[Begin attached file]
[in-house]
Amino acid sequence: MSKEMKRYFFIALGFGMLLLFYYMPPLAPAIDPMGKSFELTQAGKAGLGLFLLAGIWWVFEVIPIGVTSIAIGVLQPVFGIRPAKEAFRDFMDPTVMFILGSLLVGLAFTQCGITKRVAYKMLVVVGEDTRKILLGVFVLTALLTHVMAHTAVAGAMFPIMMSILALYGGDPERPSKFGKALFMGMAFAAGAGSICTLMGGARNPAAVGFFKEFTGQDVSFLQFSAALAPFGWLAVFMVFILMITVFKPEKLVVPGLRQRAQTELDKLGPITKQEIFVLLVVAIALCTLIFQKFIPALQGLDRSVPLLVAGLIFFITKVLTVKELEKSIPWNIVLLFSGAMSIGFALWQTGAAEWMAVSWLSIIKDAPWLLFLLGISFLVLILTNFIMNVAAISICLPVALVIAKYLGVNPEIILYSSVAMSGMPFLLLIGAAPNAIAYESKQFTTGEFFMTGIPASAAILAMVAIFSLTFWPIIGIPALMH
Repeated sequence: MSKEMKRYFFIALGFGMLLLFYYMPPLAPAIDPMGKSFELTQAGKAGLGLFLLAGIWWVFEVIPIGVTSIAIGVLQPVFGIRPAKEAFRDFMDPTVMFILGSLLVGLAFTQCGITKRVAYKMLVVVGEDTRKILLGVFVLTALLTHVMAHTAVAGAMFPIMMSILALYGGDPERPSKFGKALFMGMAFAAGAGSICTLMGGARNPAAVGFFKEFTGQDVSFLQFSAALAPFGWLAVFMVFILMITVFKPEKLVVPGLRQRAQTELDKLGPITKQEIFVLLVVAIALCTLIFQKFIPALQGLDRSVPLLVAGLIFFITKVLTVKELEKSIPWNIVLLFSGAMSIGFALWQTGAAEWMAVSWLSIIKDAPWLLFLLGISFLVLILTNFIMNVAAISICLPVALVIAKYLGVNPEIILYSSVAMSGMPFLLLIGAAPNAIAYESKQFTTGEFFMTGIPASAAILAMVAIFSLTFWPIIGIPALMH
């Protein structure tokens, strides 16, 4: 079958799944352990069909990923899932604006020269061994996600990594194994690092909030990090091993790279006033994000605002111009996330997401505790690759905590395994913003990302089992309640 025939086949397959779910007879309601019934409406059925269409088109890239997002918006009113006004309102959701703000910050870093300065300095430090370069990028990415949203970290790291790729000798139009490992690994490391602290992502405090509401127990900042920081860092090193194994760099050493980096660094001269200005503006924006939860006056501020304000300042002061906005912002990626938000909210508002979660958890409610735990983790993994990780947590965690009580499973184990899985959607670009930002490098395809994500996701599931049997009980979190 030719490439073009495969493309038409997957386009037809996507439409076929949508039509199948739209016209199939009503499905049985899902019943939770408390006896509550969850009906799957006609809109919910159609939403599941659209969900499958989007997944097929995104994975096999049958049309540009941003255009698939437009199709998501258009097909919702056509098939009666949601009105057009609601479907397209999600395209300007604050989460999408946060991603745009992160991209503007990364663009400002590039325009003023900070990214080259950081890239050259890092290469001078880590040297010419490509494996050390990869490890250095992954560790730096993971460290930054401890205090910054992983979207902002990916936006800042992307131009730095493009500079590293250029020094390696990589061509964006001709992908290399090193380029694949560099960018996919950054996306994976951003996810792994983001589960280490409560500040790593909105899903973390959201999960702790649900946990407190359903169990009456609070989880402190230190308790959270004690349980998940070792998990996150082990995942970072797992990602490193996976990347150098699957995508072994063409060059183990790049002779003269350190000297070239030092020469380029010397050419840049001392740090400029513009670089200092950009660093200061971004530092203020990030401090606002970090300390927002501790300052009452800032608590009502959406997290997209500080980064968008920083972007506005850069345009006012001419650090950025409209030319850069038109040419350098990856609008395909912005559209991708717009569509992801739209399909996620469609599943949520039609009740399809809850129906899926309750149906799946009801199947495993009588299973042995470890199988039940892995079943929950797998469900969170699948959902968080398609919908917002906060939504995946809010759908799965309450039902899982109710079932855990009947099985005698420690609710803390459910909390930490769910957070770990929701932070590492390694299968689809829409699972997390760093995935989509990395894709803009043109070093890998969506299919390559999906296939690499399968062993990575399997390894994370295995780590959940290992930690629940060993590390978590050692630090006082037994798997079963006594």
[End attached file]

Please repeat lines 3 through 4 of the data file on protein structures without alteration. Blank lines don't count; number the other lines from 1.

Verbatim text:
Repeated sequence: MSKEMKRYFFIALGFGMLLLFYYMPPLAPAIDPMGKSFELTQAGKAGLGLFLLAGIWWVFEVIPIGVTSIAIGVLQPVFGIRPAKEAFRDFMDPTVMFILGSLLVGLAFTQCGITKRVAYKMLVVVGEDTRKILLGVFVLTALLTHVMAHTAVAGAMFPIMMSILALYGGDPERPSKFGKALFMGMAFAAGAGSICTLMGGARNPAAVGFFKEFTGQDVSFLQFSAALAPFGWLAVFMVFILMITVFKPEKLVVPGLRQRAQTELDKLGPITKQEIFVLLVVAIALCTLIFQKFIPALQGLDRSVPLLVAGLIFFITKVLTVKELEKSIPWNIVLLFSGAMSIGFALWQTGAAEWMAVSWLSIIKDAPWLLFLLGISFLVLILTNFIMNVAAISICLPVALVIAKYLGVNPEIILYSSVAMSGMPFLLLIGAAPNAIAYESKQFTTGEFFMTGIPASAAILAMVAIFSLTFWPIIGIPALMH
């Protein structure tokens, strides 16, 4: 079958799944352990069909990923899932604006020269061994996600990594194994690092909030990090091993790279006033994000605002111009996330997401505790690759905590395994913003990302089992309640 025939086949397959779910007879309601019934409406059925269409088109890239997002918006009113006004309102959701703000910050870093300065300095430090370069990028990415949203970290790291790729000798139009490992690994490391602290992502405090509401127990900042920081860092090193194994760099050493980096660094001269200005503006924006939860006056501020304000300042002061906005912002990626938000909210508002979660958890409610735990983790993994990780947590965690009580499973184990899985959607670009930002490098395809994500996701599931049997009980979190 030719490439073009495969493309038409997957386009037809996507439409076929949508039509199948739209016209199939009503499905049985899902019943939770408390006896509550969850009906799957006609809109919910159609939403599941659209969900499958989007997944097929995104994975096999049958049309540009941003255009698939437009199709998501258009097909919702056509098939009666949601009105057009609601479907397209999600395209300007604050989460999408946060991603745009992160991209503007990364663009400002590039325009003023900070990214080259950081890239050259890092290469001078880590040297010419490509494996050390990869490890250095992954560790730096993971460290930054401890205090910054992983979207902002990916936006800042992307131009730095493009500079590293250029020094390696990589061509964006001709992908290399090193380029694949560099960018996919950054996306994976951003996810792994983001589960280490409560500040790593909105899903973390959201999960702790649900946990407190359903169990009456609070989880402190230190308790959270004690349980998940070792998990996150082990995942970072797992990602490193996976990347150098699957995508072994063409060059183990790049002779003269350190000297070239030092020469380029010397050419840049001392740090400029513009670089200092950009660093200061971004530092203020990030401090606002970090300390927002501790300052009452800032608590009502959406997290997209500080980064968008920083972007506005850069345009006012001419650090950025409209030319850069038109040419350098990856609008395909912005559209991708717009569509992801739209399909996620469609599943949520039609009740399809809850129906899926309750149906799946009801199947495993009588299973042995470890199988039940892995079943929950797998469900969170699948959902968080398609919908917002906060939504995946809010759908799965309450039902899982109710079932855990009947099985005698420690609710803390459910909390930490769910957070770990929701932070590492390694299968689809829409699972997390760093995935989509990395894709803009043109070093890998969506299919390559999906296939690499399968062993990575399997390894994370295995780590959940290992930690629940060993590390978590050692630090006082037994798997079963006594």